Pope Francis condemned Monday the “superficiality, negligence and selfishness that underlie the culture of waste”.

Driving the news

In a message for the opening of the Second Regular Session of the Executive Board of the World Food Programme (WFP), the Pope praised that food-assistance branch of the United Nations for its efforts in the fight against hunger in the world.

In this session, the WFP has set as a top priority the reduction of food waste, a problem Francis admitted “increasingly weighs on our conscience”.

“In many places, our brothers and sisters do not have access to sufficient and healthy food, while in others, food is discarded and squandered”, the Pope deplored.

Francis said that the “paradox of abundance”, as Pope John Paul II put it, “continues to be an obstacle to resolving the problem of feeding humanity”.

Go deeper

The Pope warned that until the world contains the problems underlying the culture of waste, both the Paris Agreement carbon emissions targets and the UN Sustainable Development Goals will be unreachable.

And yet, he added, those targets and goals are the responsibility of all, from governments to corporations to individual citizens.

“No one can be considered exempt from the need to combat this culture that oppresses so many people, especially the poor and vulnerable in society”, the Pope cautioned.

Why it matters

Lamenting that food waste especially “damages the lives of many individuals and prevents the progress of peoples”, the Pope insisted that “if we wish to build a future where no one is left behind, we must create a present that radically rejects the squandering of food”.

“Together, without losing time, by pooling resources and ideas, we can introduce a lifestyle that gives food the importance it deserves”, Francis insisted.

“This new lifestyle consists in properly valuing what mother Earth gives us, and will have an impact on humanity as a whole”.

Promising his ongoing support for the WFP, Francis pledged the continuing cooperation of the Catholic Church in working “to foster solidarity among all people… by reaffirming that each human being has a right to healthy and sustainable nutrition”.

“Whenever the human person is put at the centre of political and economic decisions, peace and stability are consolidated between nations, even as mutual understanding, the foundation of authentic human progress, everywhere increases”, Francis underlined.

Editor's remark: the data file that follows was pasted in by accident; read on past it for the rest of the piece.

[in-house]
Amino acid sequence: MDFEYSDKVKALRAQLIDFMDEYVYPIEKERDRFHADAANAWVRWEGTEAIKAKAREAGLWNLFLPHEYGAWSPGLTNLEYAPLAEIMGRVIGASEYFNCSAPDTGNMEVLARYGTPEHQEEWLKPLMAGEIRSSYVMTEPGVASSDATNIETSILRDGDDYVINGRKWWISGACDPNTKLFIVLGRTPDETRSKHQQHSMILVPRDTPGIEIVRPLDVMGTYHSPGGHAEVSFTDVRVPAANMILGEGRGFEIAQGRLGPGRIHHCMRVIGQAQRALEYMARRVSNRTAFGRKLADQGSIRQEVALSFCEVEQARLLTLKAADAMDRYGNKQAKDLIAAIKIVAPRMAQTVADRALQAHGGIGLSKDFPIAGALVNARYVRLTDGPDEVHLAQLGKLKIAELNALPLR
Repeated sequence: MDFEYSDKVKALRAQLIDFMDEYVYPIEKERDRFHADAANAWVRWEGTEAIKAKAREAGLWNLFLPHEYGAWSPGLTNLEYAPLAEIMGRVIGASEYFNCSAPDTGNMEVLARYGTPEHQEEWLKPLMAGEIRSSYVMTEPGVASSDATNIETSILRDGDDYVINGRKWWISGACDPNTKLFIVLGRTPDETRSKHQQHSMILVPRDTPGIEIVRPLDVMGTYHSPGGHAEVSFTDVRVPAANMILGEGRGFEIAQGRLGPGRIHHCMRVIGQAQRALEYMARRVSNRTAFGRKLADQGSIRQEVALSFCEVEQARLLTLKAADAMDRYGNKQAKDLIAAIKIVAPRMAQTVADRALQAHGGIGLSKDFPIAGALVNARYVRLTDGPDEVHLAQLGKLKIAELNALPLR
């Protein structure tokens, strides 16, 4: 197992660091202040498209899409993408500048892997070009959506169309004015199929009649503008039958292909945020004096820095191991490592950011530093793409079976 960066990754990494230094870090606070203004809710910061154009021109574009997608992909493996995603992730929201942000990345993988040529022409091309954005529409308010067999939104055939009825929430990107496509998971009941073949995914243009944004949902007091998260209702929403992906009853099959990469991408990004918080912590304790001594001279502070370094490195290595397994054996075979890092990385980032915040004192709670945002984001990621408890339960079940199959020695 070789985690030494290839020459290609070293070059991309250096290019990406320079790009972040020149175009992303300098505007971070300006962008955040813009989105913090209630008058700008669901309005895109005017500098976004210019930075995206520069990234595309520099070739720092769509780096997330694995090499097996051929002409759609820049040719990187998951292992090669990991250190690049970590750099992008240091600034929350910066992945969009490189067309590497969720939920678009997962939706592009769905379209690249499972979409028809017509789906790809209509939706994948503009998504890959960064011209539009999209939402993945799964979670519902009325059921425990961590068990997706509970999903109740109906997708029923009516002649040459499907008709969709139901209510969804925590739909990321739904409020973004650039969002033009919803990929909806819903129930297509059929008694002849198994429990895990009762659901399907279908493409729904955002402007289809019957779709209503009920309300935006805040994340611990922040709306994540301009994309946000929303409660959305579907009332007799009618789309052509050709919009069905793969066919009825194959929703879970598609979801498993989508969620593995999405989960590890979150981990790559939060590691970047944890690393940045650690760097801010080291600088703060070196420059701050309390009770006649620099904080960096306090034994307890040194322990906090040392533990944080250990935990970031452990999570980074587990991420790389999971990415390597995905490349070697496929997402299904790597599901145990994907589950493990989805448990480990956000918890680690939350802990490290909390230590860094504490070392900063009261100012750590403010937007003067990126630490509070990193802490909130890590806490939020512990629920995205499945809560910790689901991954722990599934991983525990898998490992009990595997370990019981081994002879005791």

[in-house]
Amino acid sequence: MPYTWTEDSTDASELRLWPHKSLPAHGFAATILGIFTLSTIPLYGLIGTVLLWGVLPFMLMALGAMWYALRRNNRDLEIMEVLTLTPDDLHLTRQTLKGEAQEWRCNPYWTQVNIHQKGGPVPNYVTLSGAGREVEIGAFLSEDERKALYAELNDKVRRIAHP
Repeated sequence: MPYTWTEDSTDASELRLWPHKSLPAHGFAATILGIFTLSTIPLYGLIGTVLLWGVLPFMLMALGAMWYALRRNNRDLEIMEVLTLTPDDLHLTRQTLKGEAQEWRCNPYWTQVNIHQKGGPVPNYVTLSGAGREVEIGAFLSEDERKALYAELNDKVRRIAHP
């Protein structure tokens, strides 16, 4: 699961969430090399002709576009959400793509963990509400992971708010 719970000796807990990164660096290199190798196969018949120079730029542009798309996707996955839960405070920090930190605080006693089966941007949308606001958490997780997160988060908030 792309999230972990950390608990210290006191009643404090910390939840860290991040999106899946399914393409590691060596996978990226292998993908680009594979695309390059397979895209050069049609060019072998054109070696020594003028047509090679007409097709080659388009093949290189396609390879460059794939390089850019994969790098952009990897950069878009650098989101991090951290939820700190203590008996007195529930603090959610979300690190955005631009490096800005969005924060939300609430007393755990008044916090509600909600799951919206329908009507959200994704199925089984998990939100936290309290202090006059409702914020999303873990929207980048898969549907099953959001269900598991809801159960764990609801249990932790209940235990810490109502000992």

For the record

On Monday, the Pope also addressed “scourges” such as war, hunger, poverty, the environmental crisis and the crisis of the family and the economy in an audience with members of the Institute for Interreligious Dialogue (IDI) of Buenos Aires.

“It is important to demonstrate that we believers are a factor of peace for human societies, and that we will thus respond to those who unjustly accuse religions of fomenting hatred and being the cause of violence”, Francis said in that audience.

“Our religious traditions are a necessary source of inspiration to foster a culture of encounter”, the Pope explained.

“It is fundamental for there to be interreligious cooperation, based on the promotion of sincere and respectful dialogue that goes towards unity without confusion, maintaining identities”.

In this sense, Francis warned against religious “fundamentalist groups” who refuse to open themselves up to dialogue with people of other religions, or of none at all.

“Fundamentalism is a scourge and all religions have some kind of fundamentalist first cousin there, which forms a group”, the Pope denounced.

What’s next

Also on Monday, the Pope met in the Vatican with the President of the Republic of Cyprus, Nicos Anastasiades, to discuss issues around the reunification process on the island, as well as migration, religious freedom and minority rights, according to a Holy See press release.

After the meet, Anastasiades said the Pope “is very interested in the Cyprus problem and understands the difficulties caused by Turkey’s invasion and illegal occupation”.

The president added that he had the opportunity to invite Francis to Cyprus, an invitation he said the Pope “was very pleased to accept”.

“The Pope’s visit will take place next year and will coincide with the 60th anniversary of the establishment of the Republic of Cyprus”, Anastasiades explained.

Should that papal visit to Cyprus eventuate in 2020, it will also be on the tenth anniversary of Pope Benedict’s trip to the island, in what was an historical first for a pontiff.

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